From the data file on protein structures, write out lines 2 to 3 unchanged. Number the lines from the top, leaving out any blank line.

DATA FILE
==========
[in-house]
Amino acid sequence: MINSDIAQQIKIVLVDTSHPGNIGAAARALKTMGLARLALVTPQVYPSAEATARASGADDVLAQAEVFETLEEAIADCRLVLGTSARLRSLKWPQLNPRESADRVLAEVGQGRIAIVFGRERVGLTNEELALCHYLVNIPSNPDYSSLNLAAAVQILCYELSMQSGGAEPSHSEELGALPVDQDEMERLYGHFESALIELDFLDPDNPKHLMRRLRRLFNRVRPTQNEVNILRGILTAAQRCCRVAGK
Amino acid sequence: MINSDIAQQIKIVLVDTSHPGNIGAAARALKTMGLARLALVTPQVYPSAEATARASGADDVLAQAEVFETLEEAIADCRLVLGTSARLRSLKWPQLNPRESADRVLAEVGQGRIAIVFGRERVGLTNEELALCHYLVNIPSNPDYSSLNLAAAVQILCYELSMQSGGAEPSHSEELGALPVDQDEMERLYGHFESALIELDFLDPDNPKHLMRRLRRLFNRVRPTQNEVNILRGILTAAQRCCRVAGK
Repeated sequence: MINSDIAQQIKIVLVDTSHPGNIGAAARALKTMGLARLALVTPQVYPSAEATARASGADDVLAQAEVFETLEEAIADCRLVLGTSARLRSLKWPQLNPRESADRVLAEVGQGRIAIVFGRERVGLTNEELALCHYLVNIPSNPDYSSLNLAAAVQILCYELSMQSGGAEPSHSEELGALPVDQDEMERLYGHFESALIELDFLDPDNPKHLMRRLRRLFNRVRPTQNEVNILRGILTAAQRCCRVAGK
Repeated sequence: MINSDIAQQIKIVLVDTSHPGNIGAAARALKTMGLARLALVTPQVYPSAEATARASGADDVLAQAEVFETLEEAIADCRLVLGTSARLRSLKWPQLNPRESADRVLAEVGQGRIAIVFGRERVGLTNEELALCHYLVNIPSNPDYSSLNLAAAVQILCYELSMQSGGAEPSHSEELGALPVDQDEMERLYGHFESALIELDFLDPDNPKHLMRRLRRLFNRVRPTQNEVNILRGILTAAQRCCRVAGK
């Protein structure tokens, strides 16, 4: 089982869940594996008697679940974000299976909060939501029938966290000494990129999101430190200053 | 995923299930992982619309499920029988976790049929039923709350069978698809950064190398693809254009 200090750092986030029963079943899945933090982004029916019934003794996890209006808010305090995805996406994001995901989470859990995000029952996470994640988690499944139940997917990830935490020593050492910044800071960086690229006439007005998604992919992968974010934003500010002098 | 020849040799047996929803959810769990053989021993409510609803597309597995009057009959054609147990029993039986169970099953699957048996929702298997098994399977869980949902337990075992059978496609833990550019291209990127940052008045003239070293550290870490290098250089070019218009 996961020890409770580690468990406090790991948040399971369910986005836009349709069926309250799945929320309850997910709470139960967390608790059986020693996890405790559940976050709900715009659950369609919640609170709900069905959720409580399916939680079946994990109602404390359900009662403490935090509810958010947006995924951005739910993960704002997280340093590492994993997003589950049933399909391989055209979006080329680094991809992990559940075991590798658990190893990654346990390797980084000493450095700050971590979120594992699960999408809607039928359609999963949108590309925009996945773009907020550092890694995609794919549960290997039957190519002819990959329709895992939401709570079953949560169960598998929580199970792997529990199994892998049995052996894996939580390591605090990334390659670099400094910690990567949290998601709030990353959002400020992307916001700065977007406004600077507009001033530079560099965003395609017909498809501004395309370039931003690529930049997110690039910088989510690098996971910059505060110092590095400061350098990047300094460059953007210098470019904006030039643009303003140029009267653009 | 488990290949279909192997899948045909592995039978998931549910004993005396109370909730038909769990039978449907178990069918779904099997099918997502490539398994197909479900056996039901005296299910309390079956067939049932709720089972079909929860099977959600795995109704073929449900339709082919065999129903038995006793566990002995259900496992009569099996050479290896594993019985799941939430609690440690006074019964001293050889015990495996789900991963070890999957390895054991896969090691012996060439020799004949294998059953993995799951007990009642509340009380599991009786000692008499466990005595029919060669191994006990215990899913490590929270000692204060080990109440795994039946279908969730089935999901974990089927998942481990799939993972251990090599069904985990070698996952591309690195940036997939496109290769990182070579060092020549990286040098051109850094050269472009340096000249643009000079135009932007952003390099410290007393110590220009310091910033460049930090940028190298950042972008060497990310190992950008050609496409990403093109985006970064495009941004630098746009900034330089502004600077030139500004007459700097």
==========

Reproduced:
Amino acid sequence: MINSDIAQQIKIVLVDTSHPGNIGAAARALKTMGLARLALVTPQVYPSAEATARASGADDVLAQAEVFETLEEAIADCRLVLGTSARLRSLKWPQLNPRESADRVLAEVGQGRIAIVFGRERVGLTNEELALCHYLVNIPSNPDYSSLNLAAAVQILCYELSMQSGGAEPSHSEELGALPVDQDEMERLYGHFESALIELDFLDPDNPKHLMRRLRRLFNRVRPTQNEVNILRGILTAAQRCCRVAGK
Amino acid sequence: MINSDIAQQIKIVLVDTSHPGNIGAAARALKTMGLARLALVTPQVYPSAEATARASGADDVLAQAEVFETLEEAIADCRLVLGTSARLRSLKWPQLNPRESADRVLAEVGQGRIAIVFGRERVGLTNEELALCHYLVNIPSNPDYSSLNLAAAVQILCYELSMQSGGAEPSHSEELGALPVDQDEMERLYGHFESALIELDFLDPDNPKHLMRRLRRLFNRVRPTQNEVNILRGILTAAQRCCRVAGK